Daisy Alvarez works on a Shandon Joint Unified School District computer.
Haya El Nasser

So when the Common Core tests were administered for the first time this spring, only 30 students at a time could take the test.

“And everyone else was asked to stop using the computers,” Taylor said. “Our students were not able to take the practice test because of limited Internet access.”

All this may change later this year. Shandon is one of more than 200 schools in California that were awarded broadband grants from a $27 million state fund to improve their connectivity.

Field tests conducted last year showed just how poorly equipped some school districts are.

 “Some schools have changed their testing schedule because they haven’t had the capacity to test students at the same time,” Kazanis said.

The state already approved spending $1.25 billion in 2012 for instructional material, professional development and technology to prepare for Common Core testing.

A study by the Public Policy Institute of California found a huge gap in online learning between urban and rural areas.

The White House aims for schools to have at least 100 Mbps connections. In California, almost 6 percent of rural schools are below 10 Mbps.

“If we just look at the share of districts with sufficient bandwidths, 66 percent of rural districts don’t have enough,” compared to 18 percent of urban districts, said Niu Gao, research fellow at the institute and author of the report.

Even schools that have good hardware and network capabilities are concerned about software and training of teachers and IT staff.

A secure browser has to be installed on school computers and teachers need to be trained to help students log in, Gao said.

“What we found is that 73 percent of districts have sufficient hardware, 76 percent have sufficient network but only 51 percent have sufficient software and 32 percent have enough staffing,” she said. The problem is worse in districts with low spending per student.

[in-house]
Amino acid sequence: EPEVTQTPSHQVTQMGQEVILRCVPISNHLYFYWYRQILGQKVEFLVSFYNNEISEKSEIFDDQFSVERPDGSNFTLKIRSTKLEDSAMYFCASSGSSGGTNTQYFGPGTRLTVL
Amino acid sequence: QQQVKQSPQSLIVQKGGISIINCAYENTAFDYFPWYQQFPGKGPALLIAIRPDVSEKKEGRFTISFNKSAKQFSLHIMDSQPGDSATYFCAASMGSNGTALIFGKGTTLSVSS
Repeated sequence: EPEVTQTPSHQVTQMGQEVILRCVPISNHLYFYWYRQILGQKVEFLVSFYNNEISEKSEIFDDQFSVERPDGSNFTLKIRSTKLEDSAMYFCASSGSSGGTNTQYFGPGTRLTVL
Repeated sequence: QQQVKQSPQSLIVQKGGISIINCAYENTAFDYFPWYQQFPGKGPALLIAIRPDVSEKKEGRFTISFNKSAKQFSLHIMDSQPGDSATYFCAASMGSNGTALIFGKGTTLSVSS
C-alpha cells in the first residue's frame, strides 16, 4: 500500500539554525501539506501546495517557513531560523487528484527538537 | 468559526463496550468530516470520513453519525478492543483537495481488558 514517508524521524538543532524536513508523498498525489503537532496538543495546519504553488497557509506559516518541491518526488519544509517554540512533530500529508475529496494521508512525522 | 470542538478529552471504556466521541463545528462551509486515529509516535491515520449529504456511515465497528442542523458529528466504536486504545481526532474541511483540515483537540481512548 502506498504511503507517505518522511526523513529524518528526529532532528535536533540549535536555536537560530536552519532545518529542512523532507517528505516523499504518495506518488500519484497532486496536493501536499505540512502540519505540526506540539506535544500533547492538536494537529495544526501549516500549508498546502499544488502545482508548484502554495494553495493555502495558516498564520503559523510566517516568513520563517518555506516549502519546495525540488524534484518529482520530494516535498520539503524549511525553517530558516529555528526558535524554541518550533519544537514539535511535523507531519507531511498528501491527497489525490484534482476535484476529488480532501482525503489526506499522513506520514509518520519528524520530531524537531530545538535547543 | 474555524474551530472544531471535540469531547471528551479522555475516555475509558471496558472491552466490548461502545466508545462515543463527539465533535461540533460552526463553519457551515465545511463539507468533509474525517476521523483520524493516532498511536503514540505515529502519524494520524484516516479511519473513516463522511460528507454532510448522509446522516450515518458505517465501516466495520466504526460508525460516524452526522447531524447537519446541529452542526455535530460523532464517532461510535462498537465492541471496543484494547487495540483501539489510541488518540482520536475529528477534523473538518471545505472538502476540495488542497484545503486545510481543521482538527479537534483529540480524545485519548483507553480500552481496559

“Whether it’s urban or rural, it doesn’t seem to matter,” Gao said. “It’s about controlling for spending and enrollment … It’s not just about the amount of money but how the money is being spent.”

It’s not even clear if all schools know how to apply for grants, she said.

“In the longer term, virtually all schools will need to upgrade their technology infrastructure in order to adopt and benefit from digital learning,” she said.

In a way, Common Core testing has forced schools to get up to speed, Taylor said.

When her district finally gets fiber optic lines later this year, Shandon’s connectivity will increase by more than 200 times – from 4.5 Mbps to 1,000 Mbps. State fire and transportation agencies in the area will use the fiber optic lines, too.

District officials say Shandon’s challenge comes more from its remote location than the fact that it’s a poorer district.

“This is really an issue about access to technology,” Taylor said. Common Core testing “exposed the problem.”

Brescia points out that rural and more remote wineries rely on satellite reception because they don’t have connectivity either.

But there is one difference. They can afford electronic tablets that capture satellite signals. Schools can’t. 

“Those impacted by poverty have some barriers that are unique to overcome,” said Tom Ryan, former chief information officer for the Albuquerque school district, now on the board of the Consortium for School Networking. “In rural areas, the infrastructure doesn’t tend to be built out.”

Some communities have money but there is no existing infrastructure to buy. “In some other areas that are Native American reservations, there is neither internet or cell phones. It’s cost-prohibitive for some of these companies to go into rural area … If you’re a poor kid and don’t have internet access at home, how do you do your homework?”